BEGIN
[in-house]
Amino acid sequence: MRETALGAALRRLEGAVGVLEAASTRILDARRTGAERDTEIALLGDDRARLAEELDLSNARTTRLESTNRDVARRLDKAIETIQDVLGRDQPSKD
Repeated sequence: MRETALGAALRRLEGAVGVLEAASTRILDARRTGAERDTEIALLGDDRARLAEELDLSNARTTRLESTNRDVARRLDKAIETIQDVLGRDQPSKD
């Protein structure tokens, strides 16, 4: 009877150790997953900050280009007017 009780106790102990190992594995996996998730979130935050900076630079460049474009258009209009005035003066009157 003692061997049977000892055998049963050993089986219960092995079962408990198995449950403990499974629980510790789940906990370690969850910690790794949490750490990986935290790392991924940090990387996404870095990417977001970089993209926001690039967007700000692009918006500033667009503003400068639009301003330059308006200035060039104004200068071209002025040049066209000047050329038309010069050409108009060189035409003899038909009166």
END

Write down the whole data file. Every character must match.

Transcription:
[in-house]
Amino acid sequence: MRETALGAALRRLEGAVGVLEAASTRILDARRTGAERDTEIALLGDDRARLAEELDLSNARTTRLESTNRDVARRLDKAIETIQDVLGRDQPSKD
Repeated sequence: MRETALGAALRRLEGAVGVLEAASTRILDARRTGAERDTEIALLGDDRARLAEELDLSNARTTRLESTNRDVARRLDKAIETIQDVLGRDQPSKD
């Protein structure tokens, strides 16, 4: 009877150790997953900050280009007017 009780106790102990190992594995996996998730979130935050900076630079460049474009258009209009005035003066009157 003692061997049977000892055998049963050993089986219960092995079962408990198995449950403990499974629980510790789940906990370690969850910690790794949490750490990986935290790392991924940090990387996404870095990417977001970089993209926001690039967007700000692009918006500033667009503003400068639009301003330059308006200035060039104004200068071209002025040049066209000047050329038309010069050409108009060189035409003899038909009166």